Sen. Rand PaulRand PaulTrump, GOP fumble chance to govern GOP senators pitch alternatives after House pulls ObamaCare repeal bill Rand Paul takes victory lap on GOP health bill MORE (R-Ky.) on Thursday reiterated that a state law that bars him from simultaneously running for the Senate and the presidency will not stop his potential bid in 2016.
“We do think about it, but ultimately it’s not something that will probably deter the process, if we make a decision,” he told The Associated Press.
The Kentucky senator, up for reelection in 2016, is still contemplating a presidential run.
Paul cited Rep. Paul Ryan (R-Wis.) and former Sen. Joe Lieberman (D-Conn.), who both mounted simulations bids for reelection and for the vice president. He maintains that federal law trumps state law when it comes to federal elections.
“Can you really have equal application of federal law if someone like Paul Ryan or Joe Lieberman can run for two offices but in Kentucky you would be disallowed?” Paul said.
“It seems like it might not be equal application of the law to do that. But that means involving a court, and I don’t think we’ve made a decision on that. I think the easier way is to clarify the law.”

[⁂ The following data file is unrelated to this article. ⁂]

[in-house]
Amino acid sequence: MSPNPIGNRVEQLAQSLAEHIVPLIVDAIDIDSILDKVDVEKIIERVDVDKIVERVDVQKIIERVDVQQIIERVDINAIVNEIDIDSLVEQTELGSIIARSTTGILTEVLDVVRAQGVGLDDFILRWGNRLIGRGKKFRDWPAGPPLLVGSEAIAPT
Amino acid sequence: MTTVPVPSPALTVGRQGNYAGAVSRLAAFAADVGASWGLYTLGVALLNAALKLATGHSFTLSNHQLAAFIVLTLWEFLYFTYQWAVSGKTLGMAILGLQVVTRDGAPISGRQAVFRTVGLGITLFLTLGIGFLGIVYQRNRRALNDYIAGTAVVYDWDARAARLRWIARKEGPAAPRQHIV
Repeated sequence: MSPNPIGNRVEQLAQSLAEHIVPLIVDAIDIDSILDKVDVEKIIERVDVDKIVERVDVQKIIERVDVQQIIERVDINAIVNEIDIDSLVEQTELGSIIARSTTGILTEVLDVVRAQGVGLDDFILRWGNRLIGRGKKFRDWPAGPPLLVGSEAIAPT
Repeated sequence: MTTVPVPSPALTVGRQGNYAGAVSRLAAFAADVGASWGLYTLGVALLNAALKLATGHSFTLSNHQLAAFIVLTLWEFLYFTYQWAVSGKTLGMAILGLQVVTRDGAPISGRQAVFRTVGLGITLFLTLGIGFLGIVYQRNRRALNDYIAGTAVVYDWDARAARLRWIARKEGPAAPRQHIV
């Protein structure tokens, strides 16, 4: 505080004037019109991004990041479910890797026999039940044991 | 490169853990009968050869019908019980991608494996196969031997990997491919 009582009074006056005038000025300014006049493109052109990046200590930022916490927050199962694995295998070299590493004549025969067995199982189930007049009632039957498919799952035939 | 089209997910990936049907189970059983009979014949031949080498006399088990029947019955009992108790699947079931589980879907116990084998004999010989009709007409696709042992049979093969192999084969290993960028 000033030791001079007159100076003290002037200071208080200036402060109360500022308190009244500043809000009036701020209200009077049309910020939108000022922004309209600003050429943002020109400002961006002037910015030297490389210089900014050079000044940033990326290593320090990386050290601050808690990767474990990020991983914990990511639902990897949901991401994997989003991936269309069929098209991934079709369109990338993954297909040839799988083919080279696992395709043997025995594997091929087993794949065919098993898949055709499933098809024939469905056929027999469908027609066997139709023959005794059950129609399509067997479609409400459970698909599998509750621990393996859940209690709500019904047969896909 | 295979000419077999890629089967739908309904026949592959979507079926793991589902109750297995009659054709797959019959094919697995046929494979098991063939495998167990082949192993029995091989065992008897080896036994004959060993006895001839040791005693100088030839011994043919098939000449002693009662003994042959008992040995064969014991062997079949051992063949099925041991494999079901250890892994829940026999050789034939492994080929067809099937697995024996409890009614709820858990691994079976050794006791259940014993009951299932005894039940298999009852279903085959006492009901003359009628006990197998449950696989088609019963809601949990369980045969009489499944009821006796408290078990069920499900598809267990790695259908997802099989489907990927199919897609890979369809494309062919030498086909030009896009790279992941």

With the backing of Paul, the Kentucky state Senate passed a bill that would clarify a law to allow federal candidates to run for more than one office simultaneously. However, the proposal stalled in the state House.
Paul said his camp has not decided whether to mount a court challenge, "but that is an option."
Paul has differed on the issue with another potential GOP candidate for president, Sen. Marco RubioMarco RubioSenators introduce new Iran sanctions Senate intel panel has not seen Nunes surveillance documents: lawmakers With no emerging leaders, no clear message, Democrats flounder MORE (Fla.).
Both are up for reelection in 2016, and a similar state law in Florida bars Rubio from running for both offices at the same time.
If he decides to run for president, Rubio has signaled he would sacrifice his Senate seat. He has said presidential candidates should not have an "exit strategy."